PRIORITIZE COMMUNITIESReimagine Fundraising

Join the movement

Community-Centric Fundraising is a fundraising model that is grounded in equity and social justice. We prioritize the entire community over individual organizations, foster a sense of belonging and interdependence, present our work not as individual transactions but holistically, and encourage mutual support between nonprofits.

PRIORITIZE COMMUNITIESReimagine Fundraising

Join the movement

Community-Centric Fundraising is a fundraising model that is grounded in equity and social justice. We prioritize the entire community over individual organizations, foster a sense of belonging and interdependence, present our work not as individual transactions but holistically, and encourage mutual support between nonprofits.

EQUITABLE FUNDRAISING

CENTERED AROUND COMMUNITY

We need a fundraising model in which we respect donors and build strong relationships with them, but one that they are not the center of. The community we serve and benefit from must be centered.

MOVEMENT BUILDING

We envision a sector that believes in the principles of Community-Centric Fundraising, that uses these fundraising principles and practices to build the power and voice of communities of color.

EVER-EVOLVING

The CCF principles and sample actions are iterative and will change and evolve as we have more conversations, including, likely, some more healthy arguments.

THE 10 PRINCIPLES

These ever-evolving core principles have been developed from conversations with so many fundraisers of color over the the past few years. The 10 Principles are how we aspire to transform fundraising and philanthropy, so that they are co-grounded in racial and economic justice.

LEARN MOre

The Latest Updates

Discomfort is the new black: 7 ways to prioritize discomfort so that you can learn to be a better human — for yourself and for the world!

In 2018 I started training with Coach Tricia Arcaro Turton at her boxing gym, Arcaro Boxing. It’s located at 1208 E. Jefferson St., in that weird zone where Seattle’s very white, used-to-be-hella-queer Capitol Hill neighborhood bleeds into the once-upon-a-time-hella-Black (historically speaking) and used-to-be-affordable Central District neighborhood.

Coach Tricia, or just “Coach” as many of us call her, is a powerhouse. If you look up Unrelenting Badass Witch on Wikipedia, her smug beautiful mug will be staring right back at you.

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How Growing Gardens went from a nonprofit that ignored racism to one that is actively practicing antiracism

“I don’t help people. I provide tools for people least served by the system,” says Rima Green, Growing Gardens’ Lettuce Grow program director. A Portland-based nonprofit, Growing Gardens uses the experience of growing food in schools, backyards, and correctional facilities to cultivate healthy and equitable communities.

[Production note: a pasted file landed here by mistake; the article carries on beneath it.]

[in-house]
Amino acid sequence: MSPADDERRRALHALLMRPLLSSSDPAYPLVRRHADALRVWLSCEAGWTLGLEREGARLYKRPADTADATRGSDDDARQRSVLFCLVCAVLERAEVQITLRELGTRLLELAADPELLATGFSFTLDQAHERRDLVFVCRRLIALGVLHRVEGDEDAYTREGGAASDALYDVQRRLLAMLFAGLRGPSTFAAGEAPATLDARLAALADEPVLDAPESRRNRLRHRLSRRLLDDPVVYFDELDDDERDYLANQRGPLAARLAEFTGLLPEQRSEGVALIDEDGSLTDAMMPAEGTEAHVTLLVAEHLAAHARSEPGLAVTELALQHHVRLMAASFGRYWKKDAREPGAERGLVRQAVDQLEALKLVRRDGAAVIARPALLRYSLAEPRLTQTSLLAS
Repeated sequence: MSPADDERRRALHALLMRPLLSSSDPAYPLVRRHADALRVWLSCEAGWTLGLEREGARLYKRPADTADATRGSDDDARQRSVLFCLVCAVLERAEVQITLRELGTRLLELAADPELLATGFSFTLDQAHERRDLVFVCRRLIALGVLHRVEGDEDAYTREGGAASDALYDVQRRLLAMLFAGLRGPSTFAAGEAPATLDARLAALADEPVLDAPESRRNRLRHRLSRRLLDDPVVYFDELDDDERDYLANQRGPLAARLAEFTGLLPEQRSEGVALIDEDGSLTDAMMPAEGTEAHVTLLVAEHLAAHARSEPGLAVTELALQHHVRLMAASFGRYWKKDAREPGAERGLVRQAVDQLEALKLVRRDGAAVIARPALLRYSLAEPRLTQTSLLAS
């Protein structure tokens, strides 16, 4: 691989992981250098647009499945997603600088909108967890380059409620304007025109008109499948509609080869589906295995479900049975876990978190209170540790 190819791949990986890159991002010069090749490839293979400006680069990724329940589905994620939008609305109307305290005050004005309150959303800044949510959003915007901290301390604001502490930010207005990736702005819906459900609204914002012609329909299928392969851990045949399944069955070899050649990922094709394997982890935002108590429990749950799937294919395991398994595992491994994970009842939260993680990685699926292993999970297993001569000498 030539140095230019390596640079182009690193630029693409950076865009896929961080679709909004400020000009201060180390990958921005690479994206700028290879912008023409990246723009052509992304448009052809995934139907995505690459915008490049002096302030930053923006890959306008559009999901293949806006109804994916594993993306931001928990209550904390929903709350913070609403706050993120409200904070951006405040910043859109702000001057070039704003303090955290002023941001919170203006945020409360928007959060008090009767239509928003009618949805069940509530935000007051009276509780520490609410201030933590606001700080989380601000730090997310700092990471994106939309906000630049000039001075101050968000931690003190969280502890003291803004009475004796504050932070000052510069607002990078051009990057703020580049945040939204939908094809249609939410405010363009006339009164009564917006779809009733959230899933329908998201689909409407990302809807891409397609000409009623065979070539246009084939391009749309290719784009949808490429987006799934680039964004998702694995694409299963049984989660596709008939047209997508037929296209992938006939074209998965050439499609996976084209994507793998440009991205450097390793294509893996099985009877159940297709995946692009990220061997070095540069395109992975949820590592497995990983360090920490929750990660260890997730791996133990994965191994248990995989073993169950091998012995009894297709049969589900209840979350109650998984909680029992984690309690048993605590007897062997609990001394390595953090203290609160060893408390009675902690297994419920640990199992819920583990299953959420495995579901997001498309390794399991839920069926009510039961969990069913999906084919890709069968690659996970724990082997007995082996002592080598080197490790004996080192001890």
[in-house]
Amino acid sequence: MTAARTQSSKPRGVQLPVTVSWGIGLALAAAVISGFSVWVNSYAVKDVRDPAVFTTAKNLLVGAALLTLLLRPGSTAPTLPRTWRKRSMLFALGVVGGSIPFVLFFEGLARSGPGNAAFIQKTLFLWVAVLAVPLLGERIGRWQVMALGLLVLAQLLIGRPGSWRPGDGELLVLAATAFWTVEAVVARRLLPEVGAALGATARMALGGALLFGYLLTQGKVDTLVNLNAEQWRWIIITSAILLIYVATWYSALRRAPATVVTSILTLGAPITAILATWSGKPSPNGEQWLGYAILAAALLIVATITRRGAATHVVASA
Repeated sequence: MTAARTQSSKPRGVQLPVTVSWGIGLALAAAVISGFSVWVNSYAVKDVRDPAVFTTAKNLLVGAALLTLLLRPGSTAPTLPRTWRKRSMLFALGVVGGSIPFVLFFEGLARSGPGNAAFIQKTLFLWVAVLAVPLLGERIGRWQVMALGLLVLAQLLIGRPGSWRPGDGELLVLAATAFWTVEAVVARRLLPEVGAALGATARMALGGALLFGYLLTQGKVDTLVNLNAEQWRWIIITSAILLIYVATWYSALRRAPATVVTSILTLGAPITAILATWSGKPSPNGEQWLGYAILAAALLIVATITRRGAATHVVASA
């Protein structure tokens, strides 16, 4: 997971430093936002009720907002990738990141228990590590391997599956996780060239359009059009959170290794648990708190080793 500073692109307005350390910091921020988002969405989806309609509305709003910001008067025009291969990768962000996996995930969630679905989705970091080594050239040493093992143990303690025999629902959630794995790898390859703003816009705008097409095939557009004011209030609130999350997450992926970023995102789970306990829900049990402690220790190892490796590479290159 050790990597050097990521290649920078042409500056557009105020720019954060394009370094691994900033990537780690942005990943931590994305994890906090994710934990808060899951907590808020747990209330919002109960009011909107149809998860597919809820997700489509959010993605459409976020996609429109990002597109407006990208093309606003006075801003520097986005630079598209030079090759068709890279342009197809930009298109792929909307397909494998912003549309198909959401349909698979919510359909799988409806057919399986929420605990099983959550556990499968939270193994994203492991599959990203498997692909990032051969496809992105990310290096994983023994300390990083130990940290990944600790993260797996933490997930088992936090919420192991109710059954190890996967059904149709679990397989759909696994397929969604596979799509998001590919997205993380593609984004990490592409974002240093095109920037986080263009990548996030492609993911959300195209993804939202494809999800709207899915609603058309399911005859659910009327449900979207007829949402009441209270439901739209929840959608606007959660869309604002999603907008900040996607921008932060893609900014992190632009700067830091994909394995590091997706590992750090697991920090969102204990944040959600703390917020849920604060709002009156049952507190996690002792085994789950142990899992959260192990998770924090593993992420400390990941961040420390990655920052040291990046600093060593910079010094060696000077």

Retired master gardener Rima knows what it means to be least served.

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5 anti-ableist practices that any organization can embrace now!

As an Autistic woman and as a fundraiser who has worked at a disability-focused nonprofit for almost 10 years, one of the first things I’m asked when I talk about my identity or the work that I do is, “Have you heard of [X nonprofit]? They work with people with disabilities.”

Nine times out of ten I find myself fighting the desire to transparently respond with, “I know a lot about them. PLEASE DON’T GIVE THEM YOUR MONEY, and this is why …”

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MULTIMEDIA

Current Fundraising Practices & Philosophies are Harmful

A group of BIPOC* fundraisers and nonprofit professionals began a collaboration to build a movement for racial and economic justice, sharing dreams of a world beyond capitalism and the nonprofit industrial complex. To gauge perceptions of nonprofit fundraising, this group distributed a survey in May 2019. Intended to highlight the thoughts and experiences of fundraisers and presented through a series of infographics, here are some findings from over 2,000 fundraisers and nonprofit professionals surveyed.

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The Ethical Rainmaker: Decolonizing data with Anna Rebecca Lopez & Vu Le

In this season finale, Michelle talks with Anna Rebecca Lopez and Vu Le about how the traditional ways that data has been collected and used can be harmful – causing misrepresentation, oppression and erasure. Anna Rebecca shares her personal journey with deep academic cred as a data nerd and disruptor and the three talk about what questions we must ask to truly center our communities. ​​

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JOIN CCF’S SLACK

For those of you who are interested in starting up a CCF group in your own city or just meeting cool new folx, hit up our CCF Slack!